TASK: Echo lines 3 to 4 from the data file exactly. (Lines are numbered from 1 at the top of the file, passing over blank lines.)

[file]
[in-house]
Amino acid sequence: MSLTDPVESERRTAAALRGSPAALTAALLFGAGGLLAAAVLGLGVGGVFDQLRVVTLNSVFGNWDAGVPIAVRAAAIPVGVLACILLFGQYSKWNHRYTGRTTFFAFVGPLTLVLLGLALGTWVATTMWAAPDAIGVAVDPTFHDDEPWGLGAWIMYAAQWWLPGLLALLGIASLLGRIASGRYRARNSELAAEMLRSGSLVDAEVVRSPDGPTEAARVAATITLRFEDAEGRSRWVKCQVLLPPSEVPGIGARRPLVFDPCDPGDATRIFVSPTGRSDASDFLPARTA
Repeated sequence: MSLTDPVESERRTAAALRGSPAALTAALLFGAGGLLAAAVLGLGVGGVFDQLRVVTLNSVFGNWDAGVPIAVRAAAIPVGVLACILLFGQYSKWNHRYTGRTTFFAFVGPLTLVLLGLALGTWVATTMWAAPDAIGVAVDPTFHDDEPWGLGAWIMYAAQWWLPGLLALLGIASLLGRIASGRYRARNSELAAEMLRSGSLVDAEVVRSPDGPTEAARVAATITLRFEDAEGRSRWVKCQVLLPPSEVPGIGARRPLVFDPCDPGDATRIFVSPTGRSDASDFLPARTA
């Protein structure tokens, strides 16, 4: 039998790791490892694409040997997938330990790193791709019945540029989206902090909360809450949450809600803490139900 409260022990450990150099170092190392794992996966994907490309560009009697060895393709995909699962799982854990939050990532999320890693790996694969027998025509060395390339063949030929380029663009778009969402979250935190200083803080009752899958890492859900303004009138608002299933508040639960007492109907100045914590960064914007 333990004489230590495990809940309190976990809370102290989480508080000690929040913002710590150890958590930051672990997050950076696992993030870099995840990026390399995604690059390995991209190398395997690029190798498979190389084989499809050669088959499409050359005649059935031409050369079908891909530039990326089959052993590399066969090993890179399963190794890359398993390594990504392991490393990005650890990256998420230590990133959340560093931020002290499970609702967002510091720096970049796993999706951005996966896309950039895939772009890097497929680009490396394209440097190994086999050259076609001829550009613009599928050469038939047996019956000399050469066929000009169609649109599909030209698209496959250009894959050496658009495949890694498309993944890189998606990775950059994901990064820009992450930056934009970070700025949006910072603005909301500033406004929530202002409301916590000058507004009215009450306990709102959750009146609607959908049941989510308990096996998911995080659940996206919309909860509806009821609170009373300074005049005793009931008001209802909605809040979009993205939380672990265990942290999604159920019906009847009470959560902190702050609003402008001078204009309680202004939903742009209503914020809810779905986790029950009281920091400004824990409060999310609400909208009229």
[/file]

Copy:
Repeated sequence: MSLTDPVESERRTAAALRGSPAALTAALLFGAGGLLAAAVLGLGVGGVFDQLRVVTLNSVFGNWDAGVPIAVRAAAIPVGVLACILLFGQYSKWNHRYTGRTTFFAFVGPLTLVLLGLALGTWVATTMWAAPDAIGVAVDPTFHDDEPWGLGAWIMYAAQWWLPGLLALLGIASLLGRIASGRYRARNSELAAEMLRSGSLVDAEVVRSPDGPTEAARVAATITLRFEDAEGRSRWVKCQVLLPPSEVPGIGARRPLVFDPCDPGDATRIFVSPTGRSDASDFLPARTA
């Protein structure tokens, strides 16, 4: 039998790791490892694409040997997938330990790193791709019945540029989206902090909360809450949450809600803490139900 409260022990450990150099170092190392794992996966994907490309560009009697060895393709995909699962799982854990939050990532999320890693790996694969027998025509060395390339063949030929380029663009778009969402979250935190200083803080009752899958890492859900303004009138608002299933508040639960007492109907100045914590960064914007 333990004489230590495990809940309190976990809370102290989480508080000690929040913002710590150890958590930051672990997050950076696992993030870099995840990026390399995604690059390995991209190398395997690029190798498979190389084989499809050669088959499409050359005649059935031409050369079908891909530039990326089959052993590399066969090993890179399963190794890359398993390594990504392991490393990005650890990256998420230590990133959340560093931020002290499970609702967002510091720096970049796993999706951005996966896309950039895939772009890097497929680009490396394209440097190994086999050259076609001829550009613009599928050469038939047996019956000399050469066929000009169609649109599909030209698209496959250009894959050496658009495949890694498309993944890189998606990775950059994901990064820009992450930056934009970070700025949006910072603005909301500033406004929530202002409301916590000058507004009215009450306990709102959750009146609607959908049941989510308990096996998911995080659940996206919309909860509806009821609170009373300074005049005793009931008001209802909605809040979009993205939380672990265990942290999604159920019906009847009470959560902190702050609003402008001078204009309680202004939903742009209503914020809810779905986790029950009281920091400004824990409060999310609400909208009229």